(i.e., treatment group coded as 0), and the regression coefficients for the dummy-coded variables produce estimates of the differences in each path between the two treatment conditions. Switching the coding of the dummy-coded variable allows one to estimate the paths for all groups. As summarized in the Analysis 3 and Analysis 4 sections of Table 1, the results indicated that the mediation models were largely consistent across the three treatment conditions. However, a few small but notable differences emerged across the treatments. The differences were found in Mediation Model B (changes in depression accounting for changes in PTSD) of the lagged analysis. (See the Analysis 4 section of Table 1.) Path b (i.e., the relationship between the mediator, or the lagged depression score, and the outcome) significantly differed between the CPT and CPT-C conditions (bdiff ⫽ 0.17, t ⫽ 2.25, p ⬍ .001, pr ⫽ .20), with the association being stronger for the CPT-C condition. In addition, the indirect path ab (ab ⫽ .12; 95% CI ⫽ ⫺.20, .38; 90% CI ⫽ ⫺.14, .34) did not approach statistical significance, with a percent mediation of approximately zero for participants receiving CPT,3 but the indirect path ab (ab ⫽ ⫺.30; 95% CI ⫽ ⫺.61, .05; 90% CI ⫽ ⫺.14, ⫺.01) approached statistical significance (i.e., the 90% CI did not include zero) with a percent mediation of approximately 7% for participants receiving CPT-C. Finally, Path c= (i.e., change over time in PTSD when controlling for depression) was significantly stronger for participants receiving CPT than for participants receiving CPT-C (bdiff ⫽ 1.20, t ⫽ 2.20, p ⬍ .05, pr ⫽ .20) or WA (bdiff ⫽ 7.41, t ⫽ 4.52, p ⬍ .001, pr ⫽ .19), with no difference between the CPT-C and WA conditions (bdiff ⫽ 0.08, t ⫽ 0.16, ns, pr ⫽ .02). When moderated mediation is evaluated, differences in each individual path of the mediation model as well as differences in the indirect effect across the moderator must be examined. The fact that two of the paths of the mediation model (i.e., b and c=) significantly differed across the CPT and CPT-C 1 The equation used to calculate percent mediation: 100 * (ab ⫹ covariance of ab)/(c= ⫹ ab ⫹ covariance of ab). 2 To be included in the lagged analyses, participants needed to have data available from at least two consecutive assessments. Twelve participants (5 CPT, 3 CPT-WA, and 4 CPT-CT) did not meet this requirement and were excluded from the lagged analyses. In addition, because the lagged analyses consisted of regressing the outcome at assessment t on the mediator at time t-1, the lagged analyses used assessments 2– 8 to estimate change in the outcome variable, but the nonlagged analyses used assessments 1– 8 to estimate change in the outcome. To confirm that any differences emerging between the nonlagged and lagged analyses were not due to the exclusion of participants and exclusion of the first assessment occasion, we reran all of the nonlagged analyses removing these 12 cases and the first assessment of the outcome. Removing these participants and data points minimally impacted the results of the nonlagged analyses. Results of these analyses are available upon request to the first author. However, because the original nonlagged analyses that included all participants and all available data points provide the most accurate estimates of change during treatment, we have presented the results of these analyses in this paper. 3 The calculation of the percent mediation estimates produced a few negative values (e.g., the percent mediation values for the CPT condition in the lagged-mediation models). Negative percent mediation values occurred when the indirect (a*b) path did not significantly differ from zero and was a function of the sign of the indirect path (although not significantly differing from zero), being opposite of the sign of the direct effect (i.e., c=). Because confidence intervals for these estimates included zero, the most prudent interpretation of the negative percent mediation values is that no evidence of mediation was produced by the models.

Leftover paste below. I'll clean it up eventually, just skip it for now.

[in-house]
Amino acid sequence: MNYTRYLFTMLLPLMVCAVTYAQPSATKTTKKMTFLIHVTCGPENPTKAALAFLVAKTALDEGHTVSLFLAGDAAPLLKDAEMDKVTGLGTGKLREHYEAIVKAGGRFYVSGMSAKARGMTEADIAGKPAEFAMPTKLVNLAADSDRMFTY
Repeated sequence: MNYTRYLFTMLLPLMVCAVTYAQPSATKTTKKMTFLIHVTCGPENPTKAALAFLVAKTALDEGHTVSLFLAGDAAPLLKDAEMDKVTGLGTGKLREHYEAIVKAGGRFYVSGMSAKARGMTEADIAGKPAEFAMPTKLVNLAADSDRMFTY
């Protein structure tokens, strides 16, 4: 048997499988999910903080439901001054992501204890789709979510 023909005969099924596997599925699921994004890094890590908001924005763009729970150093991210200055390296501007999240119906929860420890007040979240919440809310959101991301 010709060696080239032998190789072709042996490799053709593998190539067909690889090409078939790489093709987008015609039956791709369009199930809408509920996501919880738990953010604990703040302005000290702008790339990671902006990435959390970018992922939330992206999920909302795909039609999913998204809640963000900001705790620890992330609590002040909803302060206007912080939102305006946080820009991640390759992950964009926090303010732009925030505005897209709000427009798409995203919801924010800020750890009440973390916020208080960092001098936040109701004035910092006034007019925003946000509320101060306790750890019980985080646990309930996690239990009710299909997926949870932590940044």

A B A B